Apoptosis is a tightly programmed cell suicide which occurs in multiple physiologic and pathological conditions where it plays an important role in tissue development and homeostasis by eliminating unwanted and damaged cells. Appropriate apoptosis signalling is crucial in maintaining the fine balance between cell death and cell survival in cancer. In response to death stimuli the morphology of the cell undergoes unique changes. The aim of this study was to examine and compare the changes in the cell surface morphology using scanning electron microscopy in HCS-2 cells, following 24 hour treatment with components of highly active antiretroviral therapy (HAART) at their clinical plasma concentrations. The cells were fixed in 2.5% Glutaraldehyde and post-fixed in 1% osmium tetroxide. The cells were then dehydrated through a graded series of alcohol and treated with hexamethyl-disilazane, then coated with a double layer of carbon. The cells were viewed under a Zeiss Ultra FEG Scanning Electron Microscope and a one way ANOVA and Tukey Kramer Post Hoc test was conducted based on the scoring of surface morphology of the cells using JMP 11 statistical software. The drugs used in this study induced morphological features which are known to be characteristic of apoptotic cell death. The drug combinations (ATP and LPV/r) were seemingly more effective than individual treatments in inducing cell death because morphological features observed were more advanced than those observed in individual treatments. However, LPV/r was more potent than ATP. In conclusion, HAART showed anticancer properties by inducing cell death through apoptosis.
  1,034 85 1
The Pattern of Causes of Pneumoperitoneum-induced Peritonitis: Results of an Empirical Study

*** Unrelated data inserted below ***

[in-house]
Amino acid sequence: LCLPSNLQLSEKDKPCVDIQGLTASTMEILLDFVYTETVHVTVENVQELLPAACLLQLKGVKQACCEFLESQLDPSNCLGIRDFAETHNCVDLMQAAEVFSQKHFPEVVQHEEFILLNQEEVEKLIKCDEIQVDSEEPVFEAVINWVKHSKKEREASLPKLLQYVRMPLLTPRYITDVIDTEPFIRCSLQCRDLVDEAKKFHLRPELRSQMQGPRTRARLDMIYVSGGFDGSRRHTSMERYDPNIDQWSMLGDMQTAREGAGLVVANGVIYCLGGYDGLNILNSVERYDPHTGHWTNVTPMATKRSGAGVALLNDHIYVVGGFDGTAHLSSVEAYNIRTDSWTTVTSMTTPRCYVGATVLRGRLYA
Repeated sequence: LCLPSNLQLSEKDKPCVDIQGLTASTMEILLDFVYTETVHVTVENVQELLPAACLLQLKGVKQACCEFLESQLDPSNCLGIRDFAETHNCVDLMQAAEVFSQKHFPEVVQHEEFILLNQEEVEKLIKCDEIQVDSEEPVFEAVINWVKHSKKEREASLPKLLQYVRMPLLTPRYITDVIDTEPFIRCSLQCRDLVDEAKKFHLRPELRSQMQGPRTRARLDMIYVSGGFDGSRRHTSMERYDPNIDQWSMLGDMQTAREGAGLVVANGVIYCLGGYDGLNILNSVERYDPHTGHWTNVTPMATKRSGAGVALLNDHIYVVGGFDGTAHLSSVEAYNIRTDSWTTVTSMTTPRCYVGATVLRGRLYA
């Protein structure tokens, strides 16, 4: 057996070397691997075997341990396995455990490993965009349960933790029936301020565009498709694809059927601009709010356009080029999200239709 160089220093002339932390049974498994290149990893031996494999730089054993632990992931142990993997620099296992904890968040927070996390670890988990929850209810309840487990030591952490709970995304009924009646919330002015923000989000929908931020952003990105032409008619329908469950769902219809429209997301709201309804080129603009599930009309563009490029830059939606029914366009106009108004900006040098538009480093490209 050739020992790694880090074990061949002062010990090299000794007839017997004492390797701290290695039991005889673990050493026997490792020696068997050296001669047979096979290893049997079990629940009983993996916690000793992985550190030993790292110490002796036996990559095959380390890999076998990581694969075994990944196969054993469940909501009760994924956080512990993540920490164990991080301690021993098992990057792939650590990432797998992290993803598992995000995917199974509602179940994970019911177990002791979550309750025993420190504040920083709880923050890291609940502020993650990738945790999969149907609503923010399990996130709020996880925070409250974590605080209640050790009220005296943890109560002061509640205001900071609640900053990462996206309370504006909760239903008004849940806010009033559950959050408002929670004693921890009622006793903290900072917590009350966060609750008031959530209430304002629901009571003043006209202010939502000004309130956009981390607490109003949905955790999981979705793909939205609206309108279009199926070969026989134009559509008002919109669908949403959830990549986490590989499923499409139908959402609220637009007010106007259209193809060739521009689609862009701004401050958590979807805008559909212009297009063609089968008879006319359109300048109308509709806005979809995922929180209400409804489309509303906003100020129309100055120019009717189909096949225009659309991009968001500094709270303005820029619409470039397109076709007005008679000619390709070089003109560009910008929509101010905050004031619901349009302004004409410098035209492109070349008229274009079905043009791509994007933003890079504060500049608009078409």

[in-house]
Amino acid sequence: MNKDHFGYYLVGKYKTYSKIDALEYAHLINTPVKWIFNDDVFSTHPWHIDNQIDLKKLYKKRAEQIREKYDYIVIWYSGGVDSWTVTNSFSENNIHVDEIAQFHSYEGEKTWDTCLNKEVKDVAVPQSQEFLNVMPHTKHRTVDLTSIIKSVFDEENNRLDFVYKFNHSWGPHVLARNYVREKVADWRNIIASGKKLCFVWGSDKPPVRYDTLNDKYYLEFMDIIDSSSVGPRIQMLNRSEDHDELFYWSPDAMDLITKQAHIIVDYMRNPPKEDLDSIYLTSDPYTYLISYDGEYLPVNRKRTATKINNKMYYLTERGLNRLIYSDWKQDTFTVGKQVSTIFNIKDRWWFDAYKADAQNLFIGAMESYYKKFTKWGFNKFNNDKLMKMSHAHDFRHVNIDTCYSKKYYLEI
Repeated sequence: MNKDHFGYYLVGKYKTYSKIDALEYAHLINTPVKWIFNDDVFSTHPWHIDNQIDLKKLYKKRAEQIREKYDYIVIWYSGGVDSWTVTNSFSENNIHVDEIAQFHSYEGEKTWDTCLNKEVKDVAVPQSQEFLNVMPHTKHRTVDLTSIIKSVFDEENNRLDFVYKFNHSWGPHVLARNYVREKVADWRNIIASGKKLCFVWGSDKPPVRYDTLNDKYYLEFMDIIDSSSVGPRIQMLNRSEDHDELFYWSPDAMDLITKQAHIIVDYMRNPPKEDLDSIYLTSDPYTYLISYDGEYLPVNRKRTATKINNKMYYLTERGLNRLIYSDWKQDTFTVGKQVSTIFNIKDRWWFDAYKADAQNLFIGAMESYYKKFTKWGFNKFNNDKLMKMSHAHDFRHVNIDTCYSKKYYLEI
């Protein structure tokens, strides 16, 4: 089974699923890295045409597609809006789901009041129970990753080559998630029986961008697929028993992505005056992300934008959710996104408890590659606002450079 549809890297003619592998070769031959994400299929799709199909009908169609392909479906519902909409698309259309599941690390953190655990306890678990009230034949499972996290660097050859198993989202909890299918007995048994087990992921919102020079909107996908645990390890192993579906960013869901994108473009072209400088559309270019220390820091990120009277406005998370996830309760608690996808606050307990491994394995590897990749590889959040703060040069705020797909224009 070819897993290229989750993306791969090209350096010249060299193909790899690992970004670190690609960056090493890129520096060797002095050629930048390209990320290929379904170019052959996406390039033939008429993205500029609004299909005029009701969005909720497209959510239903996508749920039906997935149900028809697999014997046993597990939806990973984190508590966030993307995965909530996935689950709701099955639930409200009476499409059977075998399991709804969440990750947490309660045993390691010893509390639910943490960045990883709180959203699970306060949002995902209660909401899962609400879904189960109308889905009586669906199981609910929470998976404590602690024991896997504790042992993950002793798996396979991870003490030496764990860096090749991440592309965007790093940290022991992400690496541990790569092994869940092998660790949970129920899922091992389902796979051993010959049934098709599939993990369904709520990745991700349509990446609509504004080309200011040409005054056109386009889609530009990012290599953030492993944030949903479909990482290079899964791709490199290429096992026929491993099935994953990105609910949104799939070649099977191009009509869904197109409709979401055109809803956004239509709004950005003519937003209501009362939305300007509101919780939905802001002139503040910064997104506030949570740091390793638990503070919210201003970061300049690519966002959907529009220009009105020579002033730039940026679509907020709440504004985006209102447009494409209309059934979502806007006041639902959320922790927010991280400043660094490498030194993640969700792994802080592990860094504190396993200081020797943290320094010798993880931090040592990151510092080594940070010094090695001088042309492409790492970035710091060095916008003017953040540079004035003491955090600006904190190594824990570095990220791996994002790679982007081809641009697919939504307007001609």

Ahmed M Makki
January-March 2017, 5(1):28-31
DOI:10.1016/j.jmau.2016.04.004  PMID:30023234
Pneumoperitoneum refers to presence of free air within the peritoneal cavity, “Pneumoperitoneum induced Peritonitis” is synonymous of surgical pneumoperitoneum, as the leak of air and visceral contents contaminates the peritoneal cavity, producing peritonitis which mandates surgery. This entire pneumoperitoneum may result from inflammatory conditions, traumatic injury, neoplasia, anastomotic leak and vascular causes. The objectives of this study is to determine the incidence of Pneumoperitoneum-induced Peritonitis (surgical pneumoperitoneum) in emergency exploratory laparotomies, to identify the common anatomical sites of perforations and to review the pathological etiology of these cases. Review of 450 cases of emergency exploratory laparotomy cases performed in King Abdulaziz University Hospital from January 2011 to December 2015, among them 131 cases with radiologically documented pneumoperitoneum were selected to be involved in the study of surgical pneumoperitoneum, the anatomical site of perforation and the exact underlying pathology were documented. 29% of exploratory laparotomy cases were found to have pneumoperitoneum, mainly in the in the gastroduodenal region, inflammatory conditions as peptic ulcer disease or diverticulitis were the underlying cause of most of perforations. Pneumoperitoneum frequently indicates bowel injury or disease, hence it is called surgical pneumoperitoneum, Perforations are commonly found in gastro-duodenal area, the inflammatory conditions are responsible for the vast majority of cases, however presence of air with intact bowel, is called Non-Surgical or spontaneous Pneumoperitoneum, which has to be approached conservatively.
  1,002 53 -
C-Kit, CD34 & α-SMA Immunohistochemical Features in Classic Kaposi Sarcoma and Kaposiform Hemangioendothelioma
Eiman A Hasby, Nehal El Mashad, Rania Eltatawy
January-March 2017, 5(1):49-57
DOI:10.1016/j.jmau.2016.06.002  PMID:30023237
Purpose & Methods: The aim of this work was to study the clinicopathological features of Kaposi sarcoma (KS) & kaposiform hemangioendothelioma (KHE) and analyze their immunohistochemical expression of c-Kit, CD34, α-SMA. The study was performed on cutaneous 10 classic KS & 8 KHE. Results: KHE shows several dilated lymphatic channels, focal capillary formation, lack of nuclear atypia and mitosis within tumor cells. These features help to exclude Kaposi sarcoma in spite of the kaposiform pattern of tumor cells. C-Kit was expressed by tumor cells in all KHE cases and in 60% only of KS. All elements within both tumor groups expressed CD34 antibody. α-SMA was expressed by tumor cells in 70% of KS cases and none of KHE. Conclusion: C-Kit and CD34 seem to be reliable at labeling KS and KHE as they can help in diagnosis of these tumors in routinely processed tissue but they don't differentiate between them. If α-SMA also labeled the tumor, then KHE diagnosis can be ruled out. KS & KHE exemplify stem cell tumors that could give smooth muscle cell-like phenotype in KS. Anti C-kit therapy should be tested in KS & KHE to prevent recurrence.
  989 52 1